Depression. (A) A mood disorder that is marked by varying degrees of sadness, despair, and loneliness and that is typically accompanied by inactivity, guilt, lack of concentration, social withdrawal, sleep disturbances, and sometimes suicidal tendencies. (B) A lowering of physical or mental vitality or of functional activity.
National Depression and Mental Health Screening Month is a time to prioritize our mental health, de-stigmatize discussions about it, and ensure that everyone has access to the care and support they need. It’s a reminder that our mental health is just as vital as our physical health and that seeking help is a sign of strength, not weakness.
Depression is one of the most common mental illnesses, affecting more than 16 million American adults each year. People suffering from depression often experience some of these key symptoms:
- A persistent sad, anxious, or empty mood.
- Loss of interest or pleasure in activities once enjoyed.
- Difficulty concentrating, remembering, or making decisions.
- Fatigue or loss of energy.
- Sleeping too little or too much.
- Reduced appetite and weight loss, or increased appetite and weight gain.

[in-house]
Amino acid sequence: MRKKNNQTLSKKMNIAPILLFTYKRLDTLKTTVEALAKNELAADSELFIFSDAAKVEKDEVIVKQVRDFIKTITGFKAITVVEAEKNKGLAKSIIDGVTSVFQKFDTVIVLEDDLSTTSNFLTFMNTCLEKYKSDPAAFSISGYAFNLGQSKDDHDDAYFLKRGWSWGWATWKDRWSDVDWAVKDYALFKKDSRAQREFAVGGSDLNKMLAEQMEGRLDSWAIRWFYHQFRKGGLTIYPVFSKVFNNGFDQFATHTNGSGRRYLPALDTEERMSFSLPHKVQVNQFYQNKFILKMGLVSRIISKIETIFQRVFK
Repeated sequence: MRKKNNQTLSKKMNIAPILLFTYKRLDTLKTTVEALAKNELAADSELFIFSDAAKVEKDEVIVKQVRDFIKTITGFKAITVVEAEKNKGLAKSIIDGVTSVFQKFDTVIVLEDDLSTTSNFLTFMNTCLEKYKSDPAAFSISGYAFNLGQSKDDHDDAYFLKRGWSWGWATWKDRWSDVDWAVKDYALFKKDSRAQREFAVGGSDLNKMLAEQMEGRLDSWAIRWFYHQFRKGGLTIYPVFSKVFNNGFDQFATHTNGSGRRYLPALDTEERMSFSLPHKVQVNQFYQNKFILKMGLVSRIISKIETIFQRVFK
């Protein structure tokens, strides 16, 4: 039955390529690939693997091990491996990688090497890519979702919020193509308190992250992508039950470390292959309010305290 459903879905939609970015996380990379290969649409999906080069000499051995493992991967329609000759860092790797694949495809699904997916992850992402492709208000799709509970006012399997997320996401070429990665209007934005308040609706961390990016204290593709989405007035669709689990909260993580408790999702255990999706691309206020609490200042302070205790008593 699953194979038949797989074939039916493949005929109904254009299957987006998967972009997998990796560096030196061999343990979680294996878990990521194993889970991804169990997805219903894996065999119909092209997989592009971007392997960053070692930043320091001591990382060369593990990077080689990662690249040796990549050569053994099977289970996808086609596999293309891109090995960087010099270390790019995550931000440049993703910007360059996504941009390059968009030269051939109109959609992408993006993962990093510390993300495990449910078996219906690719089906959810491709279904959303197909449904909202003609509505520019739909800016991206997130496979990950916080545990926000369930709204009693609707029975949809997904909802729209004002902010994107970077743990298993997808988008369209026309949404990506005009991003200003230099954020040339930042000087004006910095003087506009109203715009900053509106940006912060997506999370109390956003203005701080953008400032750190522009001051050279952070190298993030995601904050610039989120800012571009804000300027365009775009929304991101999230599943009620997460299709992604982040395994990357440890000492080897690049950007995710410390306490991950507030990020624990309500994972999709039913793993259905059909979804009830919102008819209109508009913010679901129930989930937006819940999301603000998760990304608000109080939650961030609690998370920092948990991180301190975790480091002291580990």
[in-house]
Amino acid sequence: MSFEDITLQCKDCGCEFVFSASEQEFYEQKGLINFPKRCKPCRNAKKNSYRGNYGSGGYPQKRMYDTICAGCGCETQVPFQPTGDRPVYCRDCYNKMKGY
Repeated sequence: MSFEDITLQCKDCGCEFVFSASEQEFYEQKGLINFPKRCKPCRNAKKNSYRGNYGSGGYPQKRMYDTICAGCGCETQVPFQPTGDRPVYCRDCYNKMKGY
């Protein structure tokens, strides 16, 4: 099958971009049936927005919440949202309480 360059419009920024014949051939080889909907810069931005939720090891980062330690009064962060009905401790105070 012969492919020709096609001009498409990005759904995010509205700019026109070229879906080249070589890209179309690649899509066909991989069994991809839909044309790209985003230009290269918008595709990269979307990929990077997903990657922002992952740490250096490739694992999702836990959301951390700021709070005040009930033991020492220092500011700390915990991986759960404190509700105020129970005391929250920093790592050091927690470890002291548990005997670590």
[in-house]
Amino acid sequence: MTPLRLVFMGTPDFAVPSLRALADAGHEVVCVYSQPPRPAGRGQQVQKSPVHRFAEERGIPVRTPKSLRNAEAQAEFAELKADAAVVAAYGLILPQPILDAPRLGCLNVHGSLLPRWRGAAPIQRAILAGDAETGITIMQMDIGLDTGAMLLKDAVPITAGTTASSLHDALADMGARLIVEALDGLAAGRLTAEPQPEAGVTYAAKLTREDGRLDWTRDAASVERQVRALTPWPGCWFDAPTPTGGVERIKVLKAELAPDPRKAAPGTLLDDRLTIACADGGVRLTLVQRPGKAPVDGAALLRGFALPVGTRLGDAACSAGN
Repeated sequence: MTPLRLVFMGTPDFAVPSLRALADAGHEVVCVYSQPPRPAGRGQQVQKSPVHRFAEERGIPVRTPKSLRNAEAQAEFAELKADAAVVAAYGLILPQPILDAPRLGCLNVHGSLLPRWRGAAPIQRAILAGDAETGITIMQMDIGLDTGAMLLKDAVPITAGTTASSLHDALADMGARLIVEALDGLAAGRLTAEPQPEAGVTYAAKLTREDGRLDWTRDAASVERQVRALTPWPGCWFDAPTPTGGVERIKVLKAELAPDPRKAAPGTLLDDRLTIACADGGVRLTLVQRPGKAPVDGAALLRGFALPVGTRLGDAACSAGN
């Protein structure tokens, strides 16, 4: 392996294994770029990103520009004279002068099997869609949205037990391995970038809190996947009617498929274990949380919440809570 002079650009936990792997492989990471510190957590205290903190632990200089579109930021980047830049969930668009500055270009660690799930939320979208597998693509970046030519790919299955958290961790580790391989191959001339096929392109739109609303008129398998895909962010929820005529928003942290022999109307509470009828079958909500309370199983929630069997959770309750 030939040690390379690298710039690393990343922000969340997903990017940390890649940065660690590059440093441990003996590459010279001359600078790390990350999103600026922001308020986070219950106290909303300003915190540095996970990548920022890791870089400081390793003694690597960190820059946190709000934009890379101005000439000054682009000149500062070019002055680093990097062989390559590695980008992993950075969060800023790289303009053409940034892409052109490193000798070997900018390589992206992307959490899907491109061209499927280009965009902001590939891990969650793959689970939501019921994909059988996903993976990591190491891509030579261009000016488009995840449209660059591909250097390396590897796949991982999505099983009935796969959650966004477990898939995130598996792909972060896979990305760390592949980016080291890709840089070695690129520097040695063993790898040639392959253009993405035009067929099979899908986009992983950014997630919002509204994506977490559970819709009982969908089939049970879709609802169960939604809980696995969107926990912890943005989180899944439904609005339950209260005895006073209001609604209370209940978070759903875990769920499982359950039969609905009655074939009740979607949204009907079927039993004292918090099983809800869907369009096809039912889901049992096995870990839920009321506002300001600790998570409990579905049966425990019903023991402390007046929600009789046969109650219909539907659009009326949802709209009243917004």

- Restlessness of irritability
- Thoughts of death or suicide.
Like screenings for other illnesses, depression screenings should be a routine part of healthcare. Clinical depression is a serious medical illness and can lead to suicide. It affects men and women of all ages and races. Sometimes people with depression mistakenly believe that their symptoms are a normal part of life. Depression can co-occur and complicate other medical conditions. Only about one third of those suffering from severe depression seek treatment from a mental health professional.
Screenings are not a professional diagnosis. Screenings point out the presence or absence of symptoms and provide a referral for further evaluation, if needed. You should see your doctor or a qualified mental health professional if you experience five or more of the above symptoms for longer than two weeks or if the symptoms are severe enough to interfere with your daily routine. Please visit Mental Health America Screening Tools to take a quick and easy test. Mental health conditions, like depression and anxiety, are real, common, and treatable. And recovery is possible!
Until next month, stay happy, healthy, and safe! ~Sally~